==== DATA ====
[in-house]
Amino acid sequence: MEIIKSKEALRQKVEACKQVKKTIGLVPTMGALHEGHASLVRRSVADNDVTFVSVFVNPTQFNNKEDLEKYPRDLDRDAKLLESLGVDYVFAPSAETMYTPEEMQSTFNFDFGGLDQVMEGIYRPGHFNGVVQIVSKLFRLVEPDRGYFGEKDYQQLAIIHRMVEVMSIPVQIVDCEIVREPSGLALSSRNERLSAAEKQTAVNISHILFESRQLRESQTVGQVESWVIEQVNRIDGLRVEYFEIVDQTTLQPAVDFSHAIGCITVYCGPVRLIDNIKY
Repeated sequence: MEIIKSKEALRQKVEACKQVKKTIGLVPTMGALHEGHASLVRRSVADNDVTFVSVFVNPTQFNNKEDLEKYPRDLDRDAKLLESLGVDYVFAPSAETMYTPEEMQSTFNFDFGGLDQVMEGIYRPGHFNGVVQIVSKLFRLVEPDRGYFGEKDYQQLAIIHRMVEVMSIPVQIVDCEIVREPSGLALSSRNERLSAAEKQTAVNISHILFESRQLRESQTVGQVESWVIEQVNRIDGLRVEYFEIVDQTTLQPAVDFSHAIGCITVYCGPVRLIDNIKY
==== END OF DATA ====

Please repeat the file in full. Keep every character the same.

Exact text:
[in-house]
Amino acid sequence: MEIIKSKEALRQKVEACKQVKKTIGLVPTMGALHEGHASLVRRSVADNDVTFVSVFVNPTQFNNKEDLEKYPRDLDRDAKLLESLGVDYVFAPSAETMYTPEEMQSTFNFDFGGLDQVMEGIYRPGHFNGVVQIVSKLFRLVEPDRGYFGEKDYQQLAIIHRMVEVMSIPVQIVDCEIVREPSGLALSSRNERLSAAEKQTAVNISHILFESRQLRESQTVGQVESWVIEQVNRIDGLRVEYFEIVDQTTLQPAVDFSHAIGCITVYCGPVRLIDNIKY
Repeated sequence: MEIIKSKEALRQKVEACKQVKKTIGLVPTMGALHEGHASLVRRSVADNDVTFVSVFVNPTQFNNKEDLEKYPRDLDRDAKLLESLGVDYVFAPSAETMYTPEEMQSTFNFDFGGLDQVMEGIYRPGHFNGVVQIVSKLFRLVEPDRGYFGEKDYQQLAIIHRMVEVMSIPVQIVDCEIVREPSGLALSSRNERLSAAEKQTAVNISHILFESRQLRESQTVGQVESWVIEQVNRIDGLRVEYFEIVDQTTLQPAVDFSHAIGCITVYCGPVRLIDNIKY